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Suds synonyms
sŭdz
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Small, frothy bubbles formed in or on the surface of a liquid, as from fermentation or shaking.
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  1. Small, frothy bubbles formed in or on the surface of a liquid, as from fermentation or shaking.
  2. Any of various light, porous, semirigid or spongy materials, usually the solidified form of a liquid full of gas bubbles, used as a building material or for thermal insulation or shock absorption, as in packaging.
  3. A kind of colloid in which a gas is suspended in a liquid or solid matter, having a texture ranging from soft and liquid, as whipped cream, to firm and elastic, as foam rubber
(Slang) Sparkling wine; champagne.
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  1. (Slang) Sparkling wine; champagne.
  2. Plural form of bubble
Foamy sweat, as that on a racehorse
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  1. Foamy sweat, as that on a racehorse
  2. (Informal) A condition of anxious or heated discomposure; agitation:
  3. A foam formed by soap or detergent agitated in water, as in washing or shaving.
Small, frothy bubbles formed in or on the surface of a liquid, as from fermentation or shaking.
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  1. Small, frothy bubbles formed in or on the surface of a liquid, as from fermentation or shaking.
  2. Any of various light, porous, semirigid or spongy materials, usually the solidified form of a liquid full of gas bubbles, used as a building material or for thermal insulation or shock absorption, as in packaging.
  3. A kind of colloid in which a gas is suspended in a liquid or solid matter, having a texture ranging from soft and liquid, as whipped cream, to firm and elastic, as foam rubber
A fit of anger or vexation:
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  1. A fit of anger or vexation:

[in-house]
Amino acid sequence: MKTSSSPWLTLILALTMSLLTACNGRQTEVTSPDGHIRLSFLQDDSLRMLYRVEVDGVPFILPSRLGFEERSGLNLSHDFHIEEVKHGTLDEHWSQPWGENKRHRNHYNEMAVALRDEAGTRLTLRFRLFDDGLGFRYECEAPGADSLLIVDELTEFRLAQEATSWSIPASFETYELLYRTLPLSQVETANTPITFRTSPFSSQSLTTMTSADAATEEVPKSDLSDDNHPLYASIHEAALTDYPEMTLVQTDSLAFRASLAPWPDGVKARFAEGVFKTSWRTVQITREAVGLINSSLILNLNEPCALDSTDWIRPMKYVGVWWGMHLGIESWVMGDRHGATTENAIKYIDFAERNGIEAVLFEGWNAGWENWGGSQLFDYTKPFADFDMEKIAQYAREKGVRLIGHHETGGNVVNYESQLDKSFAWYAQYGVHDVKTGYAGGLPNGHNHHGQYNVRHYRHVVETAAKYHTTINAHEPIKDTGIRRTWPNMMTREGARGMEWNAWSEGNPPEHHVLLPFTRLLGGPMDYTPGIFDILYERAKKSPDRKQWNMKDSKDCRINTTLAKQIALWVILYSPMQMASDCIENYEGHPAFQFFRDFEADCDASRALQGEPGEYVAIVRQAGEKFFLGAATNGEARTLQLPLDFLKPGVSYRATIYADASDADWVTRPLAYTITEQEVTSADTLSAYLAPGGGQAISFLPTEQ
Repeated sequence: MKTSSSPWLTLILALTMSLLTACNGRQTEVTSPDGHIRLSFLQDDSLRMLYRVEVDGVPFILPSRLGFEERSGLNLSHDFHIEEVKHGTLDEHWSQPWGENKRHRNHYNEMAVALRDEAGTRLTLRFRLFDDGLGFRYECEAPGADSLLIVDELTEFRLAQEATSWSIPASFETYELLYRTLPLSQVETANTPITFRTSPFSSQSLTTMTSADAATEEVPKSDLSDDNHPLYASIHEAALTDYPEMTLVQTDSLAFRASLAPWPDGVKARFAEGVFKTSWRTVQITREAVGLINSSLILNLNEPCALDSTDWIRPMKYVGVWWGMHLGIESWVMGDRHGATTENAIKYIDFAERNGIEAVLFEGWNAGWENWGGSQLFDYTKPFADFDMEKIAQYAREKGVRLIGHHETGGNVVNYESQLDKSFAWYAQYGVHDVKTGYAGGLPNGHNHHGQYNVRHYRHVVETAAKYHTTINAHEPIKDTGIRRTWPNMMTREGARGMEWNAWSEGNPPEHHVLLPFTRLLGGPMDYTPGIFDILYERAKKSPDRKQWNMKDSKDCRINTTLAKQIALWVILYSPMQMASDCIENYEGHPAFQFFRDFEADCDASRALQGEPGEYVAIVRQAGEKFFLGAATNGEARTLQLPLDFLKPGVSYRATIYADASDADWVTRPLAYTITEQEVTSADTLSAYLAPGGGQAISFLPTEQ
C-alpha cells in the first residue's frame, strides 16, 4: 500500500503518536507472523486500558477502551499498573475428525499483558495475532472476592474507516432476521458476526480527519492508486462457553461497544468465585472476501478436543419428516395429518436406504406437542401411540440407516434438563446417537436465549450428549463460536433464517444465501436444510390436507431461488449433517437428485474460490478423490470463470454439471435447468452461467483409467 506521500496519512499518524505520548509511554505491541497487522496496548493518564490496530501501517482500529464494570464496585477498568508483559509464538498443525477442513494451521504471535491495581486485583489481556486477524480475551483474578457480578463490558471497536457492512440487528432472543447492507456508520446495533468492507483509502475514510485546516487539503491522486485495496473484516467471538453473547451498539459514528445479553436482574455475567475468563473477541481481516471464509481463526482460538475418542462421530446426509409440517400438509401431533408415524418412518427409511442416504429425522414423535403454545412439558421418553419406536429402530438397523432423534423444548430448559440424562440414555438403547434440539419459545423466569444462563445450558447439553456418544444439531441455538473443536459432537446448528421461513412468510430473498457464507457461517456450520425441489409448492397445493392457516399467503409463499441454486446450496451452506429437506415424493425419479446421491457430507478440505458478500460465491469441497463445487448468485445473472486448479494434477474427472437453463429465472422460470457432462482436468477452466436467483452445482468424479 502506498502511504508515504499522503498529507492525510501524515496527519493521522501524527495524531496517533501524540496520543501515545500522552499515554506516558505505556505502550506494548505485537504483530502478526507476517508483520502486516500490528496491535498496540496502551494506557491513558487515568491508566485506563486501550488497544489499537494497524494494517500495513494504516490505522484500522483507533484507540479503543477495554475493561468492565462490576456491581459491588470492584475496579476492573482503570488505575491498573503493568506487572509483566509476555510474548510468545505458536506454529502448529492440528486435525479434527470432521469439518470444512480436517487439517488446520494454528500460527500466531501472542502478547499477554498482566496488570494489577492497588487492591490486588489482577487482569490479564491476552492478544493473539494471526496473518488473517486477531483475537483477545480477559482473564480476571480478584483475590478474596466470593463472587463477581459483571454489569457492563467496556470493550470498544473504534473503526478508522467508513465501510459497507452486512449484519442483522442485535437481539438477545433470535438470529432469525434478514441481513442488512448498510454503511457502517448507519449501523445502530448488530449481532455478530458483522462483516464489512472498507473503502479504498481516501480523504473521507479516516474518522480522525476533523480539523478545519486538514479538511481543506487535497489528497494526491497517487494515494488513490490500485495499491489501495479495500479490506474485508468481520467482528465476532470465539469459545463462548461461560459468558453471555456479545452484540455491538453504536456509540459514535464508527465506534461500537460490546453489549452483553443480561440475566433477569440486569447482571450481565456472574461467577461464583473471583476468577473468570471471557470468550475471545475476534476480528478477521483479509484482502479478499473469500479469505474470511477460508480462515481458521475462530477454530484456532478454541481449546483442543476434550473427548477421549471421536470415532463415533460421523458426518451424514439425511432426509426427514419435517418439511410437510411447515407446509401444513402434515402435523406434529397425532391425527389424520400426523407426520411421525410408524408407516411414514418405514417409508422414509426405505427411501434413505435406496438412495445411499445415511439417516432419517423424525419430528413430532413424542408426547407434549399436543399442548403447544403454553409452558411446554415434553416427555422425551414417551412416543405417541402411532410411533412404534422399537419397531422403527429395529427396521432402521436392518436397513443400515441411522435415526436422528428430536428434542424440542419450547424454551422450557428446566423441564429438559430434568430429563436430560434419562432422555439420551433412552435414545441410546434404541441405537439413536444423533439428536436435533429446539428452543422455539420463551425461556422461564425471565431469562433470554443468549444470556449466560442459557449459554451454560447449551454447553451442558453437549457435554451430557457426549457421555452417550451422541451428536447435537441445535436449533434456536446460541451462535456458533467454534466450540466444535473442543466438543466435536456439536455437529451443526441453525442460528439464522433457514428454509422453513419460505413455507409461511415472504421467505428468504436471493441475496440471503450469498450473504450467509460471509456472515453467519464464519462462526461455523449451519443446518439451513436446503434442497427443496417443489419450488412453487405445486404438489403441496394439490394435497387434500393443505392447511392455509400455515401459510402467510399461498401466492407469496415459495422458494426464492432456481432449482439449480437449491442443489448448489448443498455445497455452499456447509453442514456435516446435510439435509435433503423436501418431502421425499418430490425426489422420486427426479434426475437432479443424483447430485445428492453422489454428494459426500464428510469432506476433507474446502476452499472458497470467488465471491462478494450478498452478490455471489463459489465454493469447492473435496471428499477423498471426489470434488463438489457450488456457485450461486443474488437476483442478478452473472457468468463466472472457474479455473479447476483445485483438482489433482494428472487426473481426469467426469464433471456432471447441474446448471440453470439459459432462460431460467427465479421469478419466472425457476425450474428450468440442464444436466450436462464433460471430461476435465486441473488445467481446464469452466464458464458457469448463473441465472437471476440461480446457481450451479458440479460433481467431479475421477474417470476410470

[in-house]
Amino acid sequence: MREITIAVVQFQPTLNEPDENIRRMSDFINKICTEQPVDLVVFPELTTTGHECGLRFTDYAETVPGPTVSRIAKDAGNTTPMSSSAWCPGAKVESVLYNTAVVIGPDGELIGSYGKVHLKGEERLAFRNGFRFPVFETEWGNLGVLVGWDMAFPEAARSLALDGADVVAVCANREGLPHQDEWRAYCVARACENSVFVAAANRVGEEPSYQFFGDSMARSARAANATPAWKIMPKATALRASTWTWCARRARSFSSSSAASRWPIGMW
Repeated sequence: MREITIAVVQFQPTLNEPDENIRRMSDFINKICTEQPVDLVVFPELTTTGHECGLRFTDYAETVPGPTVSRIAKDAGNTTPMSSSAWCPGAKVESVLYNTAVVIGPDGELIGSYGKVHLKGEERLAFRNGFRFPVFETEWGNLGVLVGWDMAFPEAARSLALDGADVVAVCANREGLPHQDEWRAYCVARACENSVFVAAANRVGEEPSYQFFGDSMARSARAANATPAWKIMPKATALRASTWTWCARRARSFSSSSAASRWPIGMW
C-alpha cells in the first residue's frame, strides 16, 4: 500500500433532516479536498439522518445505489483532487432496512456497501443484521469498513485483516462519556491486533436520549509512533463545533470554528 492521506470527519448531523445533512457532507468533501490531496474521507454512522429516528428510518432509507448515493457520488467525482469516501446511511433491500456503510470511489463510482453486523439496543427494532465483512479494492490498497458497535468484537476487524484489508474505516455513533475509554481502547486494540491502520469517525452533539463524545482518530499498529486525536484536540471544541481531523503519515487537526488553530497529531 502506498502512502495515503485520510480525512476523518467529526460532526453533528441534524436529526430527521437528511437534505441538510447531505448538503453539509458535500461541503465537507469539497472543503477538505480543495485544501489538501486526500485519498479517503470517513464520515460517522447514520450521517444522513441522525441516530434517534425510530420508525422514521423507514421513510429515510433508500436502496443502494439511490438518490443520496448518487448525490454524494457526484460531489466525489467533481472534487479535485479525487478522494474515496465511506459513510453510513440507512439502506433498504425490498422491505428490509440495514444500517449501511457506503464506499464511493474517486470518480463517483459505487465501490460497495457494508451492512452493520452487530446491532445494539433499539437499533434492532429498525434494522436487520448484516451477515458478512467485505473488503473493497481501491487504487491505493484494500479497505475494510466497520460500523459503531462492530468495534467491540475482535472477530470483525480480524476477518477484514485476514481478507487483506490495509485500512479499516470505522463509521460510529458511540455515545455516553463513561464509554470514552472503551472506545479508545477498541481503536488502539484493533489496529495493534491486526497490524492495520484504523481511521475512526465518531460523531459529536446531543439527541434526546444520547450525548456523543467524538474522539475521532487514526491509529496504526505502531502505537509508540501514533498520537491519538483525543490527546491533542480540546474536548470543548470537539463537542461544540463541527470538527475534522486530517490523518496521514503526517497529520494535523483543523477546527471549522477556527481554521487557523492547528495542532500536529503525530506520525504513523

2. Light, trifling, or worthless talk, ideas, etc.
  3. A mass of bubbles in or on a liquid; foam.
(Anatomy) The rounded proximal end of a long bone:
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  1. (Anatomy) The rounded proximal end of a long bone:
  2. The seat of the faculty of reason; intelligence, intellect, or mind:
  3. A portrait or representation of a person's head.
(Informal) A condition of anxious or heated discomposure; agitation:
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  1. (Informal) A condition of anxious or heated discomposure; agitation:
  2. A foam formed by soap or detergent agitated in water, as in washing or shaving.
  3. Froth formed by profuse sweating, as on a horse.
Foam or froth on a liquid, as on the sea.
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  1. Foam or froth on a liquid, as on the sea.
  2. Foam or froth, as on waves
Any of various single-celled fungi in which little or no mycelium develops and which ordinarily reproduce by budding: they ferment sugars to form alcohol and carbon dioxide
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  1. Any of various single-celled fungi in which little or no mycelium develops and which ordinarily reproduce by budding: they ferment sugars to form alcohol and carbon dioxide
  2. Froth consisting of yeast cells together with the carbon dioxide they produce in the process of fermentation, present in or added to fruit juices and other substances in the production of alcoholic beverages.